Human endogenous retrovirus K10: expression of Gag protein and detection of antibodies in patients with seminomas

Sauter, Marlies, Schommer, Stefanie, Kremmer, Elisabeth, Remberger, Klaus, Doelken, Gottfried, Lemm, Ina, Buck, Marion, Best, Barbara, Neumann-Haefelin, Dieter and Mueller-Lantzsch, Nikolaus (1995) Human endogenous retrovirus K10: expression of Gag protein and detection of antibodies in patients with seminomas. Journal of Virology, 69 1: 414-421.

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Author Sauter, Marlies
Schommer, Stefanie
Kremmer, Elisabeth
Remberger, Klaus
Doelken, Gottfried
Lemm, Ina
Buck, Marion
Best, Barbara
Neumann-Haefelin, Dieter
Mueller-Lantzsch, Nikolaus
Title Human endogenous retrovirus K10: expression of Gag protein and detection of antibodies in patients with seminomas
Journal name Journal of Virology   Check publisher's open access policy
ISSN 0022-538X
Publication date 1995-01
Year available 1995
Sub-type Article (original research)
Open Access Status File (Publisher version)
Volume 69
Issue 1
Start page 414
End page 421
Total pages 8
Place of publication Washington, DC, United States
Publisher American Society for Microbiology
Language eng
Abstract The human endogenous retrovirus K10 (HERV-K10) has been identified in the human genome by its homology to retroviruses of other vertebrates (M. Ono, T. Yasunaga, T. Miyata, and H. Ushikubo, J. Virol. 60:589-598, 1986). Using PCR amplification, DNA cloning, sequencing, and procaryotic expression, we were able to demonstrate that HERV-K10 encodes a 73-kDa protein which was processed by a HERV-K10-encoded protease to yield proteins p22/p26, p30, and p15/16. Analysis of the teratocarcinoma cell line Tera 1 or tumor tissues by immunoblotting demonstrated that the 80-kDa polyprotein of HERV-K10 gag and a processed protein of 39 kDa were expressed. In addition, a major protein of 39 kDa and additional species of 30, 22, 19, and 17 kDa could be detected in the supernatant of Tera 1 cells, suggesting that HERV-K10 Gag proteins are either secreted or processed to probably incomplete viral particles. In addition, the gag gene of HERV-K10 was expressed in the baculovirus system. Using this recombinant system to test antisera from patients with different diseases and healthy individuals, we were able to detect antibodies against the N-terminal part of HERV-K10 Gag in 2 to 4% of groups of tumor patients with titers ranging between 1:80 and 1:640, while approximately 0.1 to 0.5% of healthy individuals exhibited antibodies with lower titers. In contrast, patients with seminoma had antibody titers in the range of 1:2,560 at the time when the tumor was detected. Immunohistochemistry using specific rabbit sera or monoclonal antibodies against HERV-K10 Gag revealed that the Gag protein is expressed in the cytoplasm of the tumor cells. Furthermore, an 80-kDa protein corresponding to the HERV-K10 Gag polyprotein could be detected in tumor biopsies. For the first time, these data indicate that HERV-K10 Gag proteins are synthesized in seminoma cells and tumors exhibit relatively high antibody titers against Gag. So far, no information on which role HERV-K10 plays in the development of this tumor exists.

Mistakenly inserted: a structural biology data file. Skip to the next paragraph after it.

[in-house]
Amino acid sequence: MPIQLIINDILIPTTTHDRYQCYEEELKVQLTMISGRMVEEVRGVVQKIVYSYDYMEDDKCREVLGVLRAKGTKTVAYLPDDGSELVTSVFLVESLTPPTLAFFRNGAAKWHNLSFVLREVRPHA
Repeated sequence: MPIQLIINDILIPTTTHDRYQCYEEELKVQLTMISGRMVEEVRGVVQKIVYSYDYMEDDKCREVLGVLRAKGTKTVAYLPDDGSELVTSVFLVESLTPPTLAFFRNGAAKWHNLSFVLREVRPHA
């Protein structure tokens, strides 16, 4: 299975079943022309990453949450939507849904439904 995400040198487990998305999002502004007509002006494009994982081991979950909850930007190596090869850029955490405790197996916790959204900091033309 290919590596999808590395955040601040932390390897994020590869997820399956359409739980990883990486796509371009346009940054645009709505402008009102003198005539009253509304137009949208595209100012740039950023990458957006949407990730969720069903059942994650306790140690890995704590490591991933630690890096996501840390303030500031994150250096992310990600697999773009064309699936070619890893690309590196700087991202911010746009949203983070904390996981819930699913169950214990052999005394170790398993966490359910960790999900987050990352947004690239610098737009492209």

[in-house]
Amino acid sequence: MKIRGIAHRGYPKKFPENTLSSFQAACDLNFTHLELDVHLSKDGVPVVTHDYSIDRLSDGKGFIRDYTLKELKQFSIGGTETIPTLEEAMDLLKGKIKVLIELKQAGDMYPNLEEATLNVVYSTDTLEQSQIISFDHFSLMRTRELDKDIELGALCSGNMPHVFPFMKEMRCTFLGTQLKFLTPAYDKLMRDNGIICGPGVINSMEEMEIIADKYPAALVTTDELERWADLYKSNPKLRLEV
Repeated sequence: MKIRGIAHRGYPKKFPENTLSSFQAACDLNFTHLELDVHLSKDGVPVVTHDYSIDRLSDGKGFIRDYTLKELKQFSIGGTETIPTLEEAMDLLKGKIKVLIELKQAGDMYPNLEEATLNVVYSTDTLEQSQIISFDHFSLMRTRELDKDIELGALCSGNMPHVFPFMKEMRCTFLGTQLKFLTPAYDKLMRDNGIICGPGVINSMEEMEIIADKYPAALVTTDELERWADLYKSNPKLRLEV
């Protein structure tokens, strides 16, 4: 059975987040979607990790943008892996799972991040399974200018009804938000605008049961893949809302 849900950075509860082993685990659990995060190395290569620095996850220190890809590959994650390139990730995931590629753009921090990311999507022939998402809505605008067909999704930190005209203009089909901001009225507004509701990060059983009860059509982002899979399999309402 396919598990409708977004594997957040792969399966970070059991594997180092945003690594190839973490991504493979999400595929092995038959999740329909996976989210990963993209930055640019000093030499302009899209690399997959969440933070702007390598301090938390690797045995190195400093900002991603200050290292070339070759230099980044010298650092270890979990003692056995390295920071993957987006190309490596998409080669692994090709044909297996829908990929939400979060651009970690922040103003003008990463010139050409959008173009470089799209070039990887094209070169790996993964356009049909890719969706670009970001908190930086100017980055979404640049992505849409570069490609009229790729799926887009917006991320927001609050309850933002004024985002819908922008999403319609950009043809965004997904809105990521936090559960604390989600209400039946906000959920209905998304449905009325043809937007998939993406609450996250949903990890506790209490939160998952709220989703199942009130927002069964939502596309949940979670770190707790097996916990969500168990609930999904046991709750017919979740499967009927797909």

Q-Index Code C1
Q-Index Status Provisional Code
Institutional Status Unknown

Document type: Journal Article
Sub-type: Article (original research)
Collection: School of Medicine Publications
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Created: Wed, 19 Oct 2011, 12:29:53 EST by Marion Buck on behalf of Royal Brisbane Clinical School